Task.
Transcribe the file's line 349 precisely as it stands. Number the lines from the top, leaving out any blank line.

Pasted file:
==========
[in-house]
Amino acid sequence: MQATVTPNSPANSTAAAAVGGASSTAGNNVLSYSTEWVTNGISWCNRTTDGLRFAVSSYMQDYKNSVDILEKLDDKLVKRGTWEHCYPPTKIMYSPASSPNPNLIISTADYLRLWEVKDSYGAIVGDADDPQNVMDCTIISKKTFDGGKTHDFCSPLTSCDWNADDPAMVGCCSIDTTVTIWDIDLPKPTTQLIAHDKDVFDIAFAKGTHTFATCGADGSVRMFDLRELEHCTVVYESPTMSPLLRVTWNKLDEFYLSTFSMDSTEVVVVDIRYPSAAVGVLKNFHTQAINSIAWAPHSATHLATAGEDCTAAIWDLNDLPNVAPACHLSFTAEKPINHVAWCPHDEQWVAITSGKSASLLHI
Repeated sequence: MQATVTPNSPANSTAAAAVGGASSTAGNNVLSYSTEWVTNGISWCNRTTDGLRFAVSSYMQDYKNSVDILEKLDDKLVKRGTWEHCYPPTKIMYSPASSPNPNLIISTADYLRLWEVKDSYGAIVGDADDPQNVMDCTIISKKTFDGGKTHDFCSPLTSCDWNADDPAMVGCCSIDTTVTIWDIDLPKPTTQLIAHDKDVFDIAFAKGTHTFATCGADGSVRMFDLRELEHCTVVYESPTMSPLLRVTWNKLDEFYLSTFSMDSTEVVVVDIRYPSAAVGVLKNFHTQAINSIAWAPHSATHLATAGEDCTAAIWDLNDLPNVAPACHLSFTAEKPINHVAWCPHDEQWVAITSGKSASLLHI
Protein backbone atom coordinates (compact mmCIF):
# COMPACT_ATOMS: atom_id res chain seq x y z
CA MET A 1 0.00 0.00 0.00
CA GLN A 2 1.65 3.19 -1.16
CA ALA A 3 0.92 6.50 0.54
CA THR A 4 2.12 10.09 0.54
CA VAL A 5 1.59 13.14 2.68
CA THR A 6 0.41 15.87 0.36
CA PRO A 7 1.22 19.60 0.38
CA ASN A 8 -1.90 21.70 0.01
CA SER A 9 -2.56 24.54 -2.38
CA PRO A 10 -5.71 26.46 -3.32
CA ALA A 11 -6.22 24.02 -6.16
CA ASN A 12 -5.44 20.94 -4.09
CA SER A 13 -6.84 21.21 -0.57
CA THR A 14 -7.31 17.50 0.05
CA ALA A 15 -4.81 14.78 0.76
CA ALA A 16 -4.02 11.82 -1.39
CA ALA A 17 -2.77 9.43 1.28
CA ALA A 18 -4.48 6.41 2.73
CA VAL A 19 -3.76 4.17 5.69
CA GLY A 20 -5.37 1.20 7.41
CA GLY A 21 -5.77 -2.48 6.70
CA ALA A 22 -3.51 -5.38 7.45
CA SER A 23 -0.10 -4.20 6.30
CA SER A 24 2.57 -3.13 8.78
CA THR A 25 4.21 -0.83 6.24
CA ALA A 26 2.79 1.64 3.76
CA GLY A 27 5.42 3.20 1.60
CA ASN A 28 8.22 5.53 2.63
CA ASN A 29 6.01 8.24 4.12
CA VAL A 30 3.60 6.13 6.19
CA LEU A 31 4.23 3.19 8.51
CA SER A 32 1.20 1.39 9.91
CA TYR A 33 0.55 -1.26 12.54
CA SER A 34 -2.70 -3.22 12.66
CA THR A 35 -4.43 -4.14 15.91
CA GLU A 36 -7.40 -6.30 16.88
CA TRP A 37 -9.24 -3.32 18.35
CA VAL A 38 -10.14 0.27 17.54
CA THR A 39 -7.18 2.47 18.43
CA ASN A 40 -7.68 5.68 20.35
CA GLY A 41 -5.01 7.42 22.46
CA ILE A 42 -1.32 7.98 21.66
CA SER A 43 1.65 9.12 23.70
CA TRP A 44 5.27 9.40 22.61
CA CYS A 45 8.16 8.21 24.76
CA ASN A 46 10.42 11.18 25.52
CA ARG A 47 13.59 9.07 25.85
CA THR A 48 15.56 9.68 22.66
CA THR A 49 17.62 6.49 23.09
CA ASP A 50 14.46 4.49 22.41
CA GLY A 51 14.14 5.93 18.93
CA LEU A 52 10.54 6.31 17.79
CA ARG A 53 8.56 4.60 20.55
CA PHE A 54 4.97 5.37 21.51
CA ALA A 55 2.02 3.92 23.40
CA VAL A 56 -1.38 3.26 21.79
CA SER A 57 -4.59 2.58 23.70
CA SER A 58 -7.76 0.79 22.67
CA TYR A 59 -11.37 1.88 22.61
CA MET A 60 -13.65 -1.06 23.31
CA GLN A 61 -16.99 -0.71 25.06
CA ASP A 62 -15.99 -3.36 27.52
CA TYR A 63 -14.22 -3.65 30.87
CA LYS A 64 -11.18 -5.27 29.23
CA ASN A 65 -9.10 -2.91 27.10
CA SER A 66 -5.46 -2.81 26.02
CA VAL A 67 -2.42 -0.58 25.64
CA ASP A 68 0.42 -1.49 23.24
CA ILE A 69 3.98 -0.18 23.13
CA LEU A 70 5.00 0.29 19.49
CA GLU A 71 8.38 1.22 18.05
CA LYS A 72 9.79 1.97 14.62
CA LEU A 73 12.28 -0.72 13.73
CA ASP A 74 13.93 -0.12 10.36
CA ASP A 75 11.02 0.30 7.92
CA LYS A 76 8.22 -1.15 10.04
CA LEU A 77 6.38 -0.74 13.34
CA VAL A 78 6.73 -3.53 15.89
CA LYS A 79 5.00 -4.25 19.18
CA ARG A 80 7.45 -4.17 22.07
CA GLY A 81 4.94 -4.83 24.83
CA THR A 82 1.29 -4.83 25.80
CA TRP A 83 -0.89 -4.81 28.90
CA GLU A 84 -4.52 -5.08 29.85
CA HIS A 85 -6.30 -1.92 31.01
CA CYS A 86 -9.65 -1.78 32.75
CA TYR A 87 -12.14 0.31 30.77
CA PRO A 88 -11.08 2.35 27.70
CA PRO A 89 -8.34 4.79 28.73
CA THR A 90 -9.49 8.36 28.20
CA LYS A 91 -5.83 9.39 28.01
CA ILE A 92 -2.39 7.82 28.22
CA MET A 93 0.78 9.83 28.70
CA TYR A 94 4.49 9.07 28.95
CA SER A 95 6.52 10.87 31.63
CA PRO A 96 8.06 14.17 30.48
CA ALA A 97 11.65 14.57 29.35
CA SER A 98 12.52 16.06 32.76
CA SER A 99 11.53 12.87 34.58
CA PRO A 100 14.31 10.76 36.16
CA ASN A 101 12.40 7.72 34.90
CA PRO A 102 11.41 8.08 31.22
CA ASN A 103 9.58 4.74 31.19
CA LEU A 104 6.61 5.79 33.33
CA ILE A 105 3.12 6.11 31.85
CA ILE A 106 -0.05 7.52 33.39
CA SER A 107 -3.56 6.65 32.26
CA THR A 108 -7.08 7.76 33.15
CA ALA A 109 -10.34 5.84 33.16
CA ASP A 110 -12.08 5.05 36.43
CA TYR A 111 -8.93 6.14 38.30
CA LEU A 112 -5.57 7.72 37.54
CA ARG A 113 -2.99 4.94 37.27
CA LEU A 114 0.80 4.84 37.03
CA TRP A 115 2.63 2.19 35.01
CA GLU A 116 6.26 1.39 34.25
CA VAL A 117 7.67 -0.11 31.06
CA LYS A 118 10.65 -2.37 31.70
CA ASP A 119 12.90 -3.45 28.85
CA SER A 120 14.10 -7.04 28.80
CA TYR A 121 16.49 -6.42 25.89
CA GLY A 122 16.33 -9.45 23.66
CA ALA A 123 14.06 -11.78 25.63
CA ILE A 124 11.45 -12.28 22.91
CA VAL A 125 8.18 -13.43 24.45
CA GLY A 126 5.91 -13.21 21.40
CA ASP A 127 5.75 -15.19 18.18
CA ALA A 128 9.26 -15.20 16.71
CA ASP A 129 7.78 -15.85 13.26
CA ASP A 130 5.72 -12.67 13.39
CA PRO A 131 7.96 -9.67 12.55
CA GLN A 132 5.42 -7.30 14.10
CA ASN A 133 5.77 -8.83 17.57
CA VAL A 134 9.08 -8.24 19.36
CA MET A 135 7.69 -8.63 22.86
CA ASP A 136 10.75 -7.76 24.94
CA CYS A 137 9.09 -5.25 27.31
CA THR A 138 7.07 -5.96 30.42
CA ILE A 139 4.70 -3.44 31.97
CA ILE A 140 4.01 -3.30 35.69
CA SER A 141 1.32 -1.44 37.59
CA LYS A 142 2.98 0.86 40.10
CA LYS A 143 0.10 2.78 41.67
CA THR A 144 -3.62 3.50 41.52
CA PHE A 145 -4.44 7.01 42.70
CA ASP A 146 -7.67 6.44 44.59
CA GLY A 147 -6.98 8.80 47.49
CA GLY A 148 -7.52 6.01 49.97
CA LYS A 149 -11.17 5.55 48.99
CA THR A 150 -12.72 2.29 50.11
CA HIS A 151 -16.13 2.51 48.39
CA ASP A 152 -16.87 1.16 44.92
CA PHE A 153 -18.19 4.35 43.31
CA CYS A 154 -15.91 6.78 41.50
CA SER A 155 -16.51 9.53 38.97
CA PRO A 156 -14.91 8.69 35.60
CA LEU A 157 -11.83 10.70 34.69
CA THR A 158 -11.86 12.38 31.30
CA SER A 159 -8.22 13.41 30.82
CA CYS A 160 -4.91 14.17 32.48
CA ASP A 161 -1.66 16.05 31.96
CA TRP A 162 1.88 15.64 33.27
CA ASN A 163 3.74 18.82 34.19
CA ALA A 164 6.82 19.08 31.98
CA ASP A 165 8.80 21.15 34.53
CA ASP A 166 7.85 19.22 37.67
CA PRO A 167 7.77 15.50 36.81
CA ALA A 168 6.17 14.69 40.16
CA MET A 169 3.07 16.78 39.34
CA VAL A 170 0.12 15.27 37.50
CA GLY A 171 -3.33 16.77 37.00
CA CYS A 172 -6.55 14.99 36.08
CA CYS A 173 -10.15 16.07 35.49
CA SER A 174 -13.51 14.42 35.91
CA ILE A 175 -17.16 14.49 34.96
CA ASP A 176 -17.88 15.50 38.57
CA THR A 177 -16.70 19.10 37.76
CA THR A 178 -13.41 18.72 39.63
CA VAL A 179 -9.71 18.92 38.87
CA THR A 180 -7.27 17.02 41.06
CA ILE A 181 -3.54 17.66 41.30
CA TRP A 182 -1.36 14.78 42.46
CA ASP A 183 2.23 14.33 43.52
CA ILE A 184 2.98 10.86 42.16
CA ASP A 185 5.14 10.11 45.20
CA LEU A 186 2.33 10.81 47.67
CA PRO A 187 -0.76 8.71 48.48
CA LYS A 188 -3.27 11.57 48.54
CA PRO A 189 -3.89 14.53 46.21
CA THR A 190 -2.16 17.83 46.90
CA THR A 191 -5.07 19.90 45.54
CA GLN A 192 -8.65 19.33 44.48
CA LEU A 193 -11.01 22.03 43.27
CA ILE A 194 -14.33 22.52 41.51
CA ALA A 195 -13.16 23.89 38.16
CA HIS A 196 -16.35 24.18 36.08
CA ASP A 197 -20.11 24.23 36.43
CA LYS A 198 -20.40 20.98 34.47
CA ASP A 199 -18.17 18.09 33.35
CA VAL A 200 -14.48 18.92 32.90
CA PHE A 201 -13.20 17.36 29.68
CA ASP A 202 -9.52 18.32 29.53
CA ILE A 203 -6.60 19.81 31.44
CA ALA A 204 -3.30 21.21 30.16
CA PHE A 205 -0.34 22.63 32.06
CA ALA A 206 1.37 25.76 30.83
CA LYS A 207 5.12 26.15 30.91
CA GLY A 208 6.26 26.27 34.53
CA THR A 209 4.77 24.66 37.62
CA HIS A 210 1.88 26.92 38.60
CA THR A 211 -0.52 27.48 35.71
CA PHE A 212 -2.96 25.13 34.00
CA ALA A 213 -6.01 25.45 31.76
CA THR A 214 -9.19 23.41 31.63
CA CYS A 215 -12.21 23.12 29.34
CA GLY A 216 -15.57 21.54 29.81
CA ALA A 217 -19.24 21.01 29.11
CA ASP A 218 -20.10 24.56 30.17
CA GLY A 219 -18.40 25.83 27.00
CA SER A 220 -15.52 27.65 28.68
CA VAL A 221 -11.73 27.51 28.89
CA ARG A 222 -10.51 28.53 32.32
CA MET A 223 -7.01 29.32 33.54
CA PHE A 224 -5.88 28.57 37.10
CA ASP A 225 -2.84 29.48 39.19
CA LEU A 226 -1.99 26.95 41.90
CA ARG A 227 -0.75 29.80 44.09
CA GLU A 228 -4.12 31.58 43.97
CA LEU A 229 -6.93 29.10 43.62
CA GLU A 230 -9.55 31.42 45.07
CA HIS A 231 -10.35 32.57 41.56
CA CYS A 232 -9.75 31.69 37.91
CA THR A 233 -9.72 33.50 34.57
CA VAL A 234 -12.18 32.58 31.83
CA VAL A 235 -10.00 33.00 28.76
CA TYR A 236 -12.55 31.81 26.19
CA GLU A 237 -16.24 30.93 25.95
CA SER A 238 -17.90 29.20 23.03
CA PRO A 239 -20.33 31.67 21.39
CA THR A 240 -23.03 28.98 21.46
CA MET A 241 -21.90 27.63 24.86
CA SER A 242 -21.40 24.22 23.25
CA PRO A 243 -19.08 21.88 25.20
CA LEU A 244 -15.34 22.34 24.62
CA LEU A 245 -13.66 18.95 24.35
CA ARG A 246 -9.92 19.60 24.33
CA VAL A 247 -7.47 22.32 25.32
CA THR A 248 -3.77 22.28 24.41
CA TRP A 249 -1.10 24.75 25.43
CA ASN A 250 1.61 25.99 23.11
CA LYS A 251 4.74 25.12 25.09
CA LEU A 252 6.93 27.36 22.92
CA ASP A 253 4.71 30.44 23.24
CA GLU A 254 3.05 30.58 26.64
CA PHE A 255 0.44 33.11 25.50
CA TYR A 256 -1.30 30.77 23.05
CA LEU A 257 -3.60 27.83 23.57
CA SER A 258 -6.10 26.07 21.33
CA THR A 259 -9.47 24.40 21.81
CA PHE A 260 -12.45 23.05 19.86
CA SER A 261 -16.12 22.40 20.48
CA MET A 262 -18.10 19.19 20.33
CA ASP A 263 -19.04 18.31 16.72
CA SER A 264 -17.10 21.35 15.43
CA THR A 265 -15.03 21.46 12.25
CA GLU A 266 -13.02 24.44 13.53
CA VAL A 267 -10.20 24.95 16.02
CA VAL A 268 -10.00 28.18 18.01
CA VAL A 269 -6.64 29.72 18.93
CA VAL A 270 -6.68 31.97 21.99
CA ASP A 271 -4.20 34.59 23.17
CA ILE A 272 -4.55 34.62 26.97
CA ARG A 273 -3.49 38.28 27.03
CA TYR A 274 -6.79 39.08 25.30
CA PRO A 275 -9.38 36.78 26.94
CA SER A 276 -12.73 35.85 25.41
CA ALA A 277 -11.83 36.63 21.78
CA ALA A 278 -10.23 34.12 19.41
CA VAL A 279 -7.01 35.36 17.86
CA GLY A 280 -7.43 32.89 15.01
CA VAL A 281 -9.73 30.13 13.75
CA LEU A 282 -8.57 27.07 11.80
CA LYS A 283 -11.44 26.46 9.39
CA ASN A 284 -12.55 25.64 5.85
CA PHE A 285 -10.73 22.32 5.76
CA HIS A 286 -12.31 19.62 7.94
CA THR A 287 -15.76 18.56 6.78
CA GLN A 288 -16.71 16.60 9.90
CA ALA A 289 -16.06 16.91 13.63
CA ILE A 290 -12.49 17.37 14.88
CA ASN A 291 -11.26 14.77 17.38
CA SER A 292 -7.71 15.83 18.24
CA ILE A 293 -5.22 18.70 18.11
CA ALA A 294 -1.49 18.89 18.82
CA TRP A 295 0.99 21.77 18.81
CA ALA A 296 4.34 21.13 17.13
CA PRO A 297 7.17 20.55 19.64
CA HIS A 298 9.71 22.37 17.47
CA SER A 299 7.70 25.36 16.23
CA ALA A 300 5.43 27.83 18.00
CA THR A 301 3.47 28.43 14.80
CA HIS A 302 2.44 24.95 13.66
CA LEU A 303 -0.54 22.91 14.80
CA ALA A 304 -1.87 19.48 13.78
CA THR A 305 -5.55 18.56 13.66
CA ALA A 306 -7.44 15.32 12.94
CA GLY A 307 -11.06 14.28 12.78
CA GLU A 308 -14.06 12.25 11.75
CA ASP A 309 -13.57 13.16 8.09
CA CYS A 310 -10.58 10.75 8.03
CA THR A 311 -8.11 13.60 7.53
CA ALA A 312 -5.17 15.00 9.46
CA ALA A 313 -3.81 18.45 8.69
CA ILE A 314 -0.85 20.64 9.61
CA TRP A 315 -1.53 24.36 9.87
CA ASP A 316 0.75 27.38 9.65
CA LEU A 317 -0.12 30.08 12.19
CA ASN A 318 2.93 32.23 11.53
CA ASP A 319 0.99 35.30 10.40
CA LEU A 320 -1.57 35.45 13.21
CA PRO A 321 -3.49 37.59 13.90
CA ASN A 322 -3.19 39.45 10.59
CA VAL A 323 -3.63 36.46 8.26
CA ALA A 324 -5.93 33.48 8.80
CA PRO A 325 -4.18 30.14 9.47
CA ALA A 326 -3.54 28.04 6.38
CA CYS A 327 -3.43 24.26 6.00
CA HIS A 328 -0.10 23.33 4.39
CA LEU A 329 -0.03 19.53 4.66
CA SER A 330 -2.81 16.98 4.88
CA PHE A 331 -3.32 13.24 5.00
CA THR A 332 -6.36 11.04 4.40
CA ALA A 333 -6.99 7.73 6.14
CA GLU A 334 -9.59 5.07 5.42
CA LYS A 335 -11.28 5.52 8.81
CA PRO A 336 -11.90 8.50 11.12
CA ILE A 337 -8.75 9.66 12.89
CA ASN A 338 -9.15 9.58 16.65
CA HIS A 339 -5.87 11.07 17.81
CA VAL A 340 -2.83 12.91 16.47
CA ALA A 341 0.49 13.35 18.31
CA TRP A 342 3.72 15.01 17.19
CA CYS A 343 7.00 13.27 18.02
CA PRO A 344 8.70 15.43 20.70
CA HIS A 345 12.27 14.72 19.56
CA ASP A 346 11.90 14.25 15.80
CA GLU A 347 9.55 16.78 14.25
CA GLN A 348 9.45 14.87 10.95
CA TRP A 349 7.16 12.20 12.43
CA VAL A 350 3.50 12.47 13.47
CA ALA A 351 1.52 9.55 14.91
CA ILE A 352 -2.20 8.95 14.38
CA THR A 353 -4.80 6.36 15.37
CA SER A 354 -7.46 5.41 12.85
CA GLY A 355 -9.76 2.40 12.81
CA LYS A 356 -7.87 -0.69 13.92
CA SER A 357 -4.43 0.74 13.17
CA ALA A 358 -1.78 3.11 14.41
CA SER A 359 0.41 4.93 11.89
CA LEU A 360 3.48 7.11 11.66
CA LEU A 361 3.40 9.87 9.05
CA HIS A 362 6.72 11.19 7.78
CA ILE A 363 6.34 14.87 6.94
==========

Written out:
CA PRO A 344 8.70 15.43 20.70